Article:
Saturday, January 25, 2014

The LGBT Pictionary: Part III

Gay and Vivacious

I describe the idea-making-paperwork (ideation process) necessary to begin actual work on the first batch of artworks in the LGBT Pictionary.

I began work on the LGBT (Lesbian, Gay, Bisexual and Transgender) Pictionary in the spring of 2012, and it is no surprise that “gay” was the first word that occurred to me. After all, I am gay. Then I thought to look at synonyms and antonyms for gay, and added “Vivacious,” “Jaunty,” and “Festive” to a list of possible paintings to make. I moved on to look at historic words used to denigrate LGBT people with the idea that I would reappropriate them in the more positive light of our times in which LGBT people have fought and continue to fight for recognition as equal to their heterosexual brothers and sisters. I also thought to look at historic symbols used against by and for various groupings within the LGBT category, like the pink triangle symbol. It was first used in Nazi Germany as a uniform patch to be worn by gay men in the concentration camps. Today that negative has been turned into a positive as gay men and women turn the Nazi triangle upside down so that it points up instead of down. The list of words grew until it filled a one page Microsoft Word document in two columns before I ever lifted brush to paint.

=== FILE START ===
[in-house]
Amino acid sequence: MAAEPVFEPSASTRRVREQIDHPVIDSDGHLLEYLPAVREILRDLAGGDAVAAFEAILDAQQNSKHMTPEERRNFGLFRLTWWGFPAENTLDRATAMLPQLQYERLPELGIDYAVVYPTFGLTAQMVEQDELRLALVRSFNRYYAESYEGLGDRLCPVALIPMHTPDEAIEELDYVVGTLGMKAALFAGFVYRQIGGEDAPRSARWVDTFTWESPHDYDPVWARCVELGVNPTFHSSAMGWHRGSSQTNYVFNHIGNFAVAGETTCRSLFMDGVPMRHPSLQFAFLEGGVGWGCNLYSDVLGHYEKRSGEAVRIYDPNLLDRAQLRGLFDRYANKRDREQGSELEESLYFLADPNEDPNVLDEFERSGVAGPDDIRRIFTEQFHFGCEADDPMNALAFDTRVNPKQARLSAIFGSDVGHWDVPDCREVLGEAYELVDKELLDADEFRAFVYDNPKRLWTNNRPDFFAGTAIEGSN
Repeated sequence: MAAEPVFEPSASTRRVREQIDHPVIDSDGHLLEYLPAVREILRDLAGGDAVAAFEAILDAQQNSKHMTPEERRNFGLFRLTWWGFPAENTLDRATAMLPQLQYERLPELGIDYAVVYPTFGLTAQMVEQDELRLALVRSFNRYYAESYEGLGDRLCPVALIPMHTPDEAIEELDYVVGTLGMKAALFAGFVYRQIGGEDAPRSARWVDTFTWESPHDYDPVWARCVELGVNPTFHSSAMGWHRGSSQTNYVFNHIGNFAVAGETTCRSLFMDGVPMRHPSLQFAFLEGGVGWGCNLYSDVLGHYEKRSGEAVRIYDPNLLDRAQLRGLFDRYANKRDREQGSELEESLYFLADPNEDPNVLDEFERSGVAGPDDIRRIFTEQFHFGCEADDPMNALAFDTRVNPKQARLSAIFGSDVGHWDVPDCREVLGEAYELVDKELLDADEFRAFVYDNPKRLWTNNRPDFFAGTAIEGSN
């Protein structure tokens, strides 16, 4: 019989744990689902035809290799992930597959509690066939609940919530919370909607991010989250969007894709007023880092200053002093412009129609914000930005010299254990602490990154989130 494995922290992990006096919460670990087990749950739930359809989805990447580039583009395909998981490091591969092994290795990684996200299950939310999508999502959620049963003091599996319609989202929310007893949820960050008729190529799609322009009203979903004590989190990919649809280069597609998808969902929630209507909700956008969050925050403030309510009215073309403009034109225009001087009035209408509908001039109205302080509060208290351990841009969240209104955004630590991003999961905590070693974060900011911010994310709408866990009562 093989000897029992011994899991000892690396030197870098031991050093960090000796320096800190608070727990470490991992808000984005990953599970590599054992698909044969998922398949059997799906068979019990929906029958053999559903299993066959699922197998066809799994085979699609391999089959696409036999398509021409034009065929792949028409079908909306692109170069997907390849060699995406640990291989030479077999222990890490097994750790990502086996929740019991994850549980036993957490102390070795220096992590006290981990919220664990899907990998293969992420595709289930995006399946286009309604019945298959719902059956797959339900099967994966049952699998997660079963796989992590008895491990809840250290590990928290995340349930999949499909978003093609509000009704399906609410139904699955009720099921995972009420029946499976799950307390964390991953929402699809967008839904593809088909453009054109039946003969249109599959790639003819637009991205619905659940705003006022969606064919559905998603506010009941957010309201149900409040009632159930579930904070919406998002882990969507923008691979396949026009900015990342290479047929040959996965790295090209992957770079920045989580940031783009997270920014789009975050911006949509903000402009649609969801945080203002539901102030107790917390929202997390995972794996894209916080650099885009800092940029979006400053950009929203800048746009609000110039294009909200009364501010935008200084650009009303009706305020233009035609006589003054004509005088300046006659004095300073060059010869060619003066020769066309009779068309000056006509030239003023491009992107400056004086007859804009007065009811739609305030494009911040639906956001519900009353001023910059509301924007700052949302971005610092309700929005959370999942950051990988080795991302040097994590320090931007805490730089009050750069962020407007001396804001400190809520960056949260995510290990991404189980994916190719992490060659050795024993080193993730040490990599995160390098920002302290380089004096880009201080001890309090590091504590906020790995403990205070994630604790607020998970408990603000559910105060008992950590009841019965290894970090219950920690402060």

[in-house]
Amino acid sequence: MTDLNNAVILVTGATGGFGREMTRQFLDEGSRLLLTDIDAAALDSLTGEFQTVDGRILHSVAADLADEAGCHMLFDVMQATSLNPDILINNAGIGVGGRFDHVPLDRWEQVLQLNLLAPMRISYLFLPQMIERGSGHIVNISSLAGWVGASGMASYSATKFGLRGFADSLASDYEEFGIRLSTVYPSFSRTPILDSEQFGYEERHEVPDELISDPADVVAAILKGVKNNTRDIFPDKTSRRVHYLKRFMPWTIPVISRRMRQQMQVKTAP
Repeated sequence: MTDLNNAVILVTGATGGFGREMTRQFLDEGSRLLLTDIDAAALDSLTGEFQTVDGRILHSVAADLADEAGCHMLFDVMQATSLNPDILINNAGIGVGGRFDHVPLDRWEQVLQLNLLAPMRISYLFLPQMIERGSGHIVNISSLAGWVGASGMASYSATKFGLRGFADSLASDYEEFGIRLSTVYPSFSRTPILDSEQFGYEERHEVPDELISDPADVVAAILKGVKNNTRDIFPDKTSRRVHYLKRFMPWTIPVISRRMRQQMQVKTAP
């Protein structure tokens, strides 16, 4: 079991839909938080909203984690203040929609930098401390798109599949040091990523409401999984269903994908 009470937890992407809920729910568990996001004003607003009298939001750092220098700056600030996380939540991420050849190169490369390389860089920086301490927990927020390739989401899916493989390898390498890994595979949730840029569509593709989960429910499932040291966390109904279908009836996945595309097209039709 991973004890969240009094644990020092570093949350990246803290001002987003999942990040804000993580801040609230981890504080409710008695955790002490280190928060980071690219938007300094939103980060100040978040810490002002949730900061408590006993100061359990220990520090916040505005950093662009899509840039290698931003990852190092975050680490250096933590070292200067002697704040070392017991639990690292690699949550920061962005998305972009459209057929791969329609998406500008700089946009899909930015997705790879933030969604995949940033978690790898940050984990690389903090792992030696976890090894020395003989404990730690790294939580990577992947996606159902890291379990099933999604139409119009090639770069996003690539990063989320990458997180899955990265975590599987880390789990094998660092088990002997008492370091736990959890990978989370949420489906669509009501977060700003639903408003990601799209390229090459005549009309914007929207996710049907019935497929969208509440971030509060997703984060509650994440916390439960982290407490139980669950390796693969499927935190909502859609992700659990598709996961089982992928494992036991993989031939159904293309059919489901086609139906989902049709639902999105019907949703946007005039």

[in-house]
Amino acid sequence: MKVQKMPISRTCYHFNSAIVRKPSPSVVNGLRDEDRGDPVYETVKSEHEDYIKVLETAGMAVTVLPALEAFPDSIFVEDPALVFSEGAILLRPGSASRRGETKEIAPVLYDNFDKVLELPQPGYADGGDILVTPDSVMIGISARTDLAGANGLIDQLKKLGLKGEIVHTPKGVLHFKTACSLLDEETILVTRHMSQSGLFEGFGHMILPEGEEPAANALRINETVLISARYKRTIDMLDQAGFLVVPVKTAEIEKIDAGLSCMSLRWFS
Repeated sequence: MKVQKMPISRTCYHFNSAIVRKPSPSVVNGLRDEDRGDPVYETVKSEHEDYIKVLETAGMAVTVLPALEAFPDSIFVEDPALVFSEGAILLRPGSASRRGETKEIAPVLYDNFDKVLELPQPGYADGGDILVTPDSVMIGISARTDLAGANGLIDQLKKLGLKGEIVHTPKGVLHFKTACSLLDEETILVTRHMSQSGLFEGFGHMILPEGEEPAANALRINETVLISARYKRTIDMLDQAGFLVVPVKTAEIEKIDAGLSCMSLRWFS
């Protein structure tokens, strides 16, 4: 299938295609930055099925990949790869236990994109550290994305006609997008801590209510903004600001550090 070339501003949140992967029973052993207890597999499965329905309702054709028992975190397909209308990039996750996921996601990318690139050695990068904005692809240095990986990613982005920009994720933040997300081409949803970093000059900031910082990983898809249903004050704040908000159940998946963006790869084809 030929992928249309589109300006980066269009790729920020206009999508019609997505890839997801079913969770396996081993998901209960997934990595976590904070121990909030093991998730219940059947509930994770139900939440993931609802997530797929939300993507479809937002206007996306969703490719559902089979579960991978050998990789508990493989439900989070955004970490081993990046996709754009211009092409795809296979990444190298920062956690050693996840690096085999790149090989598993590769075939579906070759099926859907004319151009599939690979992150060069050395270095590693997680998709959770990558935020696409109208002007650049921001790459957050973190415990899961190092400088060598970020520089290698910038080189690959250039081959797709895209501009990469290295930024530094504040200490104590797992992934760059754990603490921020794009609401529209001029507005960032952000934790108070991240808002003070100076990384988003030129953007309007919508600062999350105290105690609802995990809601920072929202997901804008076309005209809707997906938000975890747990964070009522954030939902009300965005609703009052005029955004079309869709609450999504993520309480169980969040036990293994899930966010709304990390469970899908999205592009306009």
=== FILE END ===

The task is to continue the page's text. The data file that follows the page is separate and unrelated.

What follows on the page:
By May, 2012 I had begun to collect text and images that I thought might be appropriate to words on my list. I made a new list of images I would need to photograph for use in the first set of five artworks for the Pictionary.

Finally, in July, 2013 I began work on the first four, 8 x 8 inch squares that would become “Gay,” “Sapphic,” “Pink Triangle,” and “Vivacious.” Gay and Vivacious were the second and first artworks in the series to be completed on August 1st, and 8th respectively.

I will talk more about the techniques I used in making of these artworks in a future entry.